The real miracle at issue in the 2012 film, A Big Miracle, is not whether three whales can get to open water. Rather, the miracle that would seem to require divine intervention is whether the Alaska National Guard, the White House (Ronald Reagan), Green Peace, the media, a major oil company, and even the Soviet government can work together to accomplish the ostensible miracle centered on the whales. Watching the American “stakeholders” decide on whether to ask the Soviets for help, it occurred to me that businesses (and business academics) regularly misapply the term, “stakeholder.” Lest we have been inadvertently lulled into a state of complacency in assuming we do not stray in our use of terms such as stakeholder, leadership, and corporate social responsibility, a film can yank us back upright.
In the film, each of the various parties identified above have a stake in solving the whales’ problem. This is not to say that all of the parties are motivated by the whales’ welfare. The oil company executive, for example, sees his company’s involvement as an investment in favorable public relations that in turn he could use as political leverage in upcoming federal legislation. Green Peace, on the other hand, is perhaps most intentionally invested in the whales themselves, though the increased donations made possible by the increased publicity of the crisis cannot be far behind. Meanwhile, Alaska’s national Guard seems invested in achieving “mission accomplished” almost independent of the specific content. Perhaps we can conclude that self-interest is not missing from any of the participants, but this does not mean they do not have a stake in the outcome. When they meet together to discuss whether to urge Reagan to ask the Soviets for help, the parties really are stakeholders in that their respective stakes are authentic. In other words, it makes sense that each participant would have a stake. I do not believe this is the case for a corporation’s “stakeholders.”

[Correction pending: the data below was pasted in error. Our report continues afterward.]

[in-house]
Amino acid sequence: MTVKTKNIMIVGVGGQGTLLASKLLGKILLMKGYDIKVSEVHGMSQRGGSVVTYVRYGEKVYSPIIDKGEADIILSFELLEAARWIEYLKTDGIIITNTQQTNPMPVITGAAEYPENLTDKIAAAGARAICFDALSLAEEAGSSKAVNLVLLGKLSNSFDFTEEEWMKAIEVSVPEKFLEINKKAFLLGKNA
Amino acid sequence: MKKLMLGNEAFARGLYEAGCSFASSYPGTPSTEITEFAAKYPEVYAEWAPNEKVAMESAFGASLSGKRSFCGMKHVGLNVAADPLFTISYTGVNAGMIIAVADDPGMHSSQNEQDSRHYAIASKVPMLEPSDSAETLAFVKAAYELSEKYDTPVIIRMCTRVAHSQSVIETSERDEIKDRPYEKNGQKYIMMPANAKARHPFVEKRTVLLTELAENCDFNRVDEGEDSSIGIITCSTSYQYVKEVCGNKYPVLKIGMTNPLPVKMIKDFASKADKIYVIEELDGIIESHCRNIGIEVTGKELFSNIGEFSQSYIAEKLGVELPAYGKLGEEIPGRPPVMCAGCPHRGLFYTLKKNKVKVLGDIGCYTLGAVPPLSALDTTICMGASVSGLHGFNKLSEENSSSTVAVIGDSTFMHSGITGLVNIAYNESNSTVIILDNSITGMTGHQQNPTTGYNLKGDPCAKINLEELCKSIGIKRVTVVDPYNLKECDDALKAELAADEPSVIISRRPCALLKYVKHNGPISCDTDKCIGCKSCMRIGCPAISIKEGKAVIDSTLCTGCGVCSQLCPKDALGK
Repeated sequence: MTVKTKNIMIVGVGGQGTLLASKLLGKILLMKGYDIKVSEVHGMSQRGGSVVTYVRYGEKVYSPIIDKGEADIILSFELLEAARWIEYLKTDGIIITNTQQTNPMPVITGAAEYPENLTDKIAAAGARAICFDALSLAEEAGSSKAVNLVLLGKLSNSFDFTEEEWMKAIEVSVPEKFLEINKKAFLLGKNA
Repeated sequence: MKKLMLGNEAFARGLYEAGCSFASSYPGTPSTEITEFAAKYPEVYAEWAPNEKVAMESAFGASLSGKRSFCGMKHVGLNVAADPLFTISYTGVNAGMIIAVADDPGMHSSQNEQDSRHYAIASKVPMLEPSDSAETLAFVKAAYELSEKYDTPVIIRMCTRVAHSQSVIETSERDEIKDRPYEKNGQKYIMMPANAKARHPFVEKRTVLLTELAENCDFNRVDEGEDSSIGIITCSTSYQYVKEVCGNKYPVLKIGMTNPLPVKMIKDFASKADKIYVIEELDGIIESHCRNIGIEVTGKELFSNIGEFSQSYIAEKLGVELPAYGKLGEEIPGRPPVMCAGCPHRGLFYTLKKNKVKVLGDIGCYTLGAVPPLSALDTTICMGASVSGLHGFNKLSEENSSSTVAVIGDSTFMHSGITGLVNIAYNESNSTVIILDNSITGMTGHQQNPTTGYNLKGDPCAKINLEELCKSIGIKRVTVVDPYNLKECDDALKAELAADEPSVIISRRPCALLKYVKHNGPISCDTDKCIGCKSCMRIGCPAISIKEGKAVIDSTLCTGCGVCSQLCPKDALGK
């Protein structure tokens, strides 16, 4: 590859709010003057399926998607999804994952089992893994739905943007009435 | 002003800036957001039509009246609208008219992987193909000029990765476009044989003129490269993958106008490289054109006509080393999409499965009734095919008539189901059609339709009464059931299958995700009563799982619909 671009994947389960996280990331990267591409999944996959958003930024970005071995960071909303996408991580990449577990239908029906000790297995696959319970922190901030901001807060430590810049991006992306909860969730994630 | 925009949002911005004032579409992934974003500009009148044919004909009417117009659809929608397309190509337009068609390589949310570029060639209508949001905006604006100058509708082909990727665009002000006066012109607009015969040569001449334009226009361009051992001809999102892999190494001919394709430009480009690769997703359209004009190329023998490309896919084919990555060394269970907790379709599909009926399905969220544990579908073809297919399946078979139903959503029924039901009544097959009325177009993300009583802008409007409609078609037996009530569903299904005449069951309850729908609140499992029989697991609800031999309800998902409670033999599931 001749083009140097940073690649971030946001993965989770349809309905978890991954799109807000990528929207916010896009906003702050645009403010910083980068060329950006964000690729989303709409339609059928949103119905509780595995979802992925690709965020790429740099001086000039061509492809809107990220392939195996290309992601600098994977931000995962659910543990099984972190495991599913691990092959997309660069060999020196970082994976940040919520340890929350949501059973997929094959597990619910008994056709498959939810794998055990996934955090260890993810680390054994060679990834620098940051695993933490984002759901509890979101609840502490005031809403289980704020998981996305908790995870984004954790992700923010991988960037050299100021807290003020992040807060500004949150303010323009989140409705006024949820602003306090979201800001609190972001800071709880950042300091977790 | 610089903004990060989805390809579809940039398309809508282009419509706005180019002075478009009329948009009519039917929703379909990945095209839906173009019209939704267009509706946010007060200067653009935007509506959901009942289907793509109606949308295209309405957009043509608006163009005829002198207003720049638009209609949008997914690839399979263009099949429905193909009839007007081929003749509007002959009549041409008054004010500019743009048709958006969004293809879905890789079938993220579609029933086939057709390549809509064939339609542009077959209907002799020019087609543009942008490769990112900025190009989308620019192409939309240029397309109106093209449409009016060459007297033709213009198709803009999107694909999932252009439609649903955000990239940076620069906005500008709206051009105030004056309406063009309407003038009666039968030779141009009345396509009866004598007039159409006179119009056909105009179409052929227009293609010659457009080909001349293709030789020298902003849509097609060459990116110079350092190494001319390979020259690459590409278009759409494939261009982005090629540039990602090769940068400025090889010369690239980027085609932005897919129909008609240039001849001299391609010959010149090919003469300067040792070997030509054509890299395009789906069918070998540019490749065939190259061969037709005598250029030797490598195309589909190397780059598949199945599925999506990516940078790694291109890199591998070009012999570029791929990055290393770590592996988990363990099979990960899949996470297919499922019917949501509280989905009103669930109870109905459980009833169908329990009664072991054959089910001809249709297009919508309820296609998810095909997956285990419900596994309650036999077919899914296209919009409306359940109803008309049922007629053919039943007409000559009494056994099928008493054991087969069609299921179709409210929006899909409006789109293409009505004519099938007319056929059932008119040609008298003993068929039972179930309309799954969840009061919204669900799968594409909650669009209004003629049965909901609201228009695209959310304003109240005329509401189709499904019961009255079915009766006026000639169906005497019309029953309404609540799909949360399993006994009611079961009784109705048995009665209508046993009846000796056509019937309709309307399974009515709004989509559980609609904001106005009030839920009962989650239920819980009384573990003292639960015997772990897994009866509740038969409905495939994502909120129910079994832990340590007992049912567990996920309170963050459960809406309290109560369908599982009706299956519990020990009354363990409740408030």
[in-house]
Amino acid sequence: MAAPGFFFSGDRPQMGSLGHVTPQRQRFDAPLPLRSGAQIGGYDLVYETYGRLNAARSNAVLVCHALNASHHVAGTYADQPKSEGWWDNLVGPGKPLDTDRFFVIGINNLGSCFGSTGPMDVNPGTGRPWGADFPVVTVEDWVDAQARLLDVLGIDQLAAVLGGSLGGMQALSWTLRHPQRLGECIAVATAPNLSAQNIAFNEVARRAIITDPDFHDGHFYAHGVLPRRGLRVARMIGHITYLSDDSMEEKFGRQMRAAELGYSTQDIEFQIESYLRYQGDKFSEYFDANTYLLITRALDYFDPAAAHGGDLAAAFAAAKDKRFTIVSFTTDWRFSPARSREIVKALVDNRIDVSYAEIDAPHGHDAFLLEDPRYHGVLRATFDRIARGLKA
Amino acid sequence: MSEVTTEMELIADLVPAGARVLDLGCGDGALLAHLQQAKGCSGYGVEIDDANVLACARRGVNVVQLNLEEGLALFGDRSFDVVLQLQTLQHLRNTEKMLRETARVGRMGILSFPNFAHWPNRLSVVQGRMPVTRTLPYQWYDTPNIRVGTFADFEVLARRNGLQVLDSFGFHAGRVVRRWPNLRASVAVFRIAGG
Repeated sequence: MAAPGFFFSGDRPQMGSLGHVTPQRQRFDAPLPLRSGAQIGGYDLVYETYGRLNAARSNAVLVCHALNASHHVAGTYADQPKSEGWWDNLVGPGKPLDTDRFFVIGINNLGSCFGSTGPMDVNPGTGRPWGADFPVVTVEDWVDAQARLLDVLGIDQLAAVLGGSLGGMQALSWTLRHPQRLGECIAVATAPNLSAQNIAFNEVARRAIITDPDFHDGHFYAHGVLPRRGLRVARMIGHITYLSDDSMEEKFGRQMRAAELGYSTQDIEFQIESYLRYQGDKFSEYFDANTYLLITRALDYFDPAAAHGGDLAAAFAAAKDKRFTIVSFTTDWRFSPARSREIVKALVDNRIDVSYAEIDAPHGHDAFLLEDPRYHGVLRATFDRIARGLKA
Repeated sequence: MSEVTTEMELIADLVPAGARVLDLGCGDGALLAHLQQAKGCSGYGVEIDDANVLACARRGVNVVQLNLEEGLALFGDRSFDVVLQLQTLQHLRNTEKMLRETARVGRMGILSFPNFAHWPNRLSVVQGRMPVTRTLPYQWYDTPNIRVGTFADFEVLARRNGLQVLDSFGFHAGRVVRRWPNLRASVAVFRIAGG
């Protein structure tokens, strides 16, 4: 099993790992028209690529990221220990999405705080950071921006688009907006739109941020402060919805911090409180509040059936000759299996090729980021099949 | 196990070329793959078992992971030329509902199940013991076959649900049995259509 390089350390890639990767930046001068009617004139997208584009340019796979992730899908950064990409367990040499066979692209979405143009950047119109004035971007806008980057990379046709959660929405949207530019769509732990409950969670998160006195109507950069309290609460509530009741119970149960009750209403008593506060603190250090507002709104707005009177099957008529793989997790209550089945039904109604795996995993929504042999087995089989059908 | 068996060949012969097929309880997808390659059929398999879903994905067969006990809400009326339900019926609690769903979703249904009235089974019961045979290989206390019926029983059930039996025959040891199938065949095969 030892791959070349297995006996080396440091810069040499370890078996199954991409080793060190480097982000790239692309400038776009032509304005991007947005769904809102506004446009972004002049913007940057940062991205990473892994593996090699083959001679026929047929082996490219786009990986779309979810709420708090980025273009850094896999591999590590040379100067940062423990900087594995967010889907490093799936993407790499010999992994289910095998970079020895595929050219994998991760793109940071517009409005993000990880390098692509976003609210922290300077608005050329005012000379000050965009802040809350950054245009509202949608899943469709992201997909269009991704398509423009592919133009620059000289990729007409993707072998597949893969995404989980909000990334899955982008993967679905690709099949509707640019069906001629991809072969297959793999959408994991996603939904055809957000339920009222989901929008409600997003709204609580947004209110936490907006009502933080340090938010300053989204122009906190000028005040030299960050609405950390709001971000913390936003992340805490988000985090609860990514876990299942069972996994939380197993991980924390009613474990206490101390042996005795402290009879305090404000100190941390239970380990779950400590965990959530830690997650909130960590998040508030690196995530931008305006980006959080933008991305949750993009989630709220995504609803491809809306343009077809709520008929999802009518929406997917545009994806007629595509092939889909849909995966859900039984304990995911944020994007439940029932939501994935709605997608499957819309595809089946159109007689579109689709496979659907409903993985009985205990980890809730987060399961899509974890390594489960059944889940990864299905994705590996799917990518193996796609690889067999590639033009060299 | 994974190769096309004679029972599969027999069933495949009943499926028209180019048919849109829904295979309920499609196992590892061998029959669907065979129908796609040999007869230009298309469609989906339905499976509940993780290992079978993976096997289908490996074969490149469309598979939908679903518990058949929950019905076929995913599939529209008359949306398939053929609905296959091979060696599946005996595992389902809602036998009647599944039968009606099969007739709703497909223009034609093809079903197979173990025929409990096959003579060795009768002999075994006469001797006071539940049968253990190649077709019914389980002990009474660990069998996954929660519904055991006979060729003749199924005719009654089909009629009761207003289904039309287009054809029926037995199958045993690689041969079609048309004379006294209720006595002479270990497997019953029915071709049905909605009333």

In the case of stakeholder management theory, the stakeholders’ respective claims on the focal corporation in terms of power in the corporate governance do not necessarily make sense. Saying that an environmental group, for instance, has a stake in a corporation that pollutes is not necessarily to give that group a right to some power in the corporation’s governance or management. In other words, the group’s “stake” may simply be an attempted power-grab, which is far from confirmed as justified. For one thing, such “power-sharing” would have to overcome the property-rights trump card of the stockholders, which is the basis of the directors’ and managers’ fiduciary duty.
Therefore, while it makes perfect sense to the participants in the film navigating through the crisis—which is itself a miracle considering the divergent positions they would naturally have—I do not see the “stakeholders” of a corporation when I envision how a corporation solves a problem. It may be that the term “stakeholder” is valid only at the societal level, where “corporatist” (i.e., different functional groups) coalitions of stakeholders naturally are the problem-solvers. At the organizational level, the problem-solvers are rightfully within a given organization. One would hope they would consider the imprint of their decisions on outside entities and society itself, but an organization naturally puts itself first—just as a living organism does. Self-preservation was the principal assumed goal of human beings in the political philosophy of the seventeenth century (e.g. Thomas Hobbes), for example. By adding this point, I demonstrate as an aside how business schools could be better integrated with the Liberal Arts, rather than being mere training institutes (i.e., sycophants for corporations). Just as we ought not necessarily assume that we are using “stakeholder” correctly when we apply it corporate social responsibility rather than to societal responsibility, we would err in assuming that our universities are “on track” from the standpoint of higher education.